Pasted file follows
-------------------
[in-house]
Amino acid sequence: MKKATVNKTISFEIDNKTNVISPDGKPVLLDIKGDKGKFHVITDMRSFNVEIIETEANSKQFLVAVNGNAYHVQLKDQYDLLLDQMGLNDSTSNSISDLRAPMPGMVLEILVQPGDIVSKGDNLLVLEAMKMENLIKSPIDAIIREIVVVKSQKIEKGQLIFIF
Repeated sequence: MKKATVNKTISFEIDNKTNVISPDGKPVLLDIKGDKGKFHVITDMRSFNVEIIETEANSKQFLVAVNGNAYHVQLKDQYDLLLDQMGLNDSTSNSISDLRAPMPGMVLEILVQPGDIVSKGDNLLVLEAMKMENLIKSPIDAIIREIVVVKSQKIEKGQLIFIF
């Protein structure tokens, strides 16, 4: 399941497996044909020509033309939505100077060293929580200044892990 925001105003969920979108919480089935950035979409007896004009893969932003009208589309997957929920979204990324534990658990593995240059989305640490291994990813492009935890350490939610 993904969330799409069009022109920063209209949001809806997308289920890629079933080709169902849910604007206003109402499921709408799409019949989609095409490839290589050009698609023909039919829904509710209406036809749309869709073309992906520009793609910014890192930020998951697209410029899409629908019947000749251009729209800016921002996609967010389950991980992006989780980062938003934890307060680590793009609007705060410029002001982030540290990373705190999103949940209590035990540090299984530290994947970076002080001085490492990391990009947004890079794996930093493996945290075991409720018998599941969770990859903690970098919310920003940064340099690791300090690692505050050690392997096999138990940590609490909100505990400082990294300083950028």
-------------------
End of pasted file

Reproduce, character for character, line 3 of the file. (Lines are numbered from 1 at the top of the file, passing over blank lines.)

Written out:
Repeated sequence: MKKATVNKTISFEIDNKTNVISPDGKPVLLDIKGDKGKFHVITDMRSFNVEIIETEANSKQFLVAVNGNAYHVQLKDQYDLLLDQMGLNDSTSNSISDLRAPMPGMVLEILVQPGDIVSKGDNLLVLEAMKMENLIKSPIDAIIREIVVVKSQKIEKGQLIFIF